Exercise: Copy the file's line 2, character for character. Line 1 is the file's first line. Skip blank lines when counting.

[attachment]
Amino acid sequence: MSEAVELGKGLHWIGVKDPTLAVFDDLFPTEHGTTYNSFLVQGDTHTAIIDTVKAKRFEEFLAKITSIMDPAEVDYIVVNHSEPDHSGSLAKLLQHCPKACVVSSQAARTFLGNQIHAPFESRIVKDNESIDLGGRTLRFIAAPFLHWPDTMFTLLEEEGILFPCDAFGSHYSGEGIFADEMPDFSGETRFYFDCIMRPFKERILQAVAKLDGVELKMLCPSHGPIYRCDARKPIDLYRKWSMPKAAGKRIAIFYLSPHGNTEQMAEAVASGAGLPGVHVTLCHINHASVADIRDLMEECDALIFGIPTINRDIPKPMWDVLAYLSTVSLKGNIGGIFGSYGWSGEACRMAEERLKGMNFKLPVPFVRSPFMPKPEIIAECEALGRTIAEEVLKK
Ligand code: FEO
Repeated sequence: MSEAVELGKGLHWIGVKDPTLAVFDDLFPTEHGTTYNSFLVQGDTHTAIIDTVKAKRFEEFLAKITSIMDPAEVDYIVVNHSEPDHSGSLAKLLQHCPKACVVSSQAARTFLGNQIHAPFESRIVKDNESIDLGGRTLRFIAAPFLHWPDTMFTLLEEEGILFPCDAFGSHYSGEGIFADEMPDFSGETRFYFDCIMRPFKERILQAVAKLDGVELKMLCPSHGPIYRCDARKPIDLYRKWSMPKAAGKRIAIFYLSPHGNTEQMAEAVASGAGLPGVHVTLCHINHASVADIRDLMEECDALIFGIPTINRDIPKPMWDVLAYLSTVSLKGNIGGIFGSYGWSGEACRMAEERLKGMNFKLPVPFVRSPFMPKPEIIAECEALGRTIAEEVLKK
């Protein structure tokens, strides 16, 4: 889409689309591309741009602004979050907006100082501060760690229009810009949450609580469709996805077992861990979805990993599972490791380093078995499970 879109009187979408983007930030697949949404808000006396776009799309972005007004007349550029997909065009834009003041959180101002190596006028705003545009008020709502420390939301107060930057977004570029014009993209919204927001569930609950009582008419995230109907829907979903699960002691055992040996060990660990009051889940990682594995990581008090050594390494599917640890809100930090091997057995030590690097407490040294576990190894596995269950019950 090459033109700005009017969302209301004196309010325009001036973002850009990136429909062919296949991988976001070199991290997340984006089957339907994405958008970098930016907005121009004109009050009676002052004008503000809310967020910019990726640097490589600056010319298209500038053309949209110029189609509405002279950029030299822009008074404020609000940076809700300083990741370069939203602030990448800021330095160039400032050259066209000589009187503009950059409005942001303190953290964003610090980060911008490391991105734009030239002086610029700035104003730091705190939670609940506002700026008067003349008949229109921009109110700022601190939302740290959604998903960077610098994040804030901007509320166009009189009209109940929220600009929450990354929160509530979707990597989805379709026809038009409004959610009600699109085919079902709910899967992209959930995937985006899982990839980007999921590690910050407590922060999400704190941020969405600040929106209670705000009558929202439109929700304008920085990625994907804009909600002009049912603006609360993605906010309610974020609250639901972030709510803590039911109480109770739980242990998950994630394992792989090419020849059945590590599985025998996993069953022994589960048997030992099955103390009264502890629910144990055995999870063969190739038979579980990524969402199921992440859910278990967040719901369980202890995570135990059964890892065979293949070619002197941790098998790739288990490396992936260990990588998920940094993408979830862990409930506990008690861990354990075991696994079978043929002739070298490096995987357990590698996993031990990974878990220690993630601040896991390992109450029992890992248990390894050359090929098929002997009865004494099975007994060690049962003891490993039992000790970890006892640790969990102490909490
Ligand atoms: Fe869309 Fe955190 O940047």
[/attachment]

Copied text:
Ligand code: FEO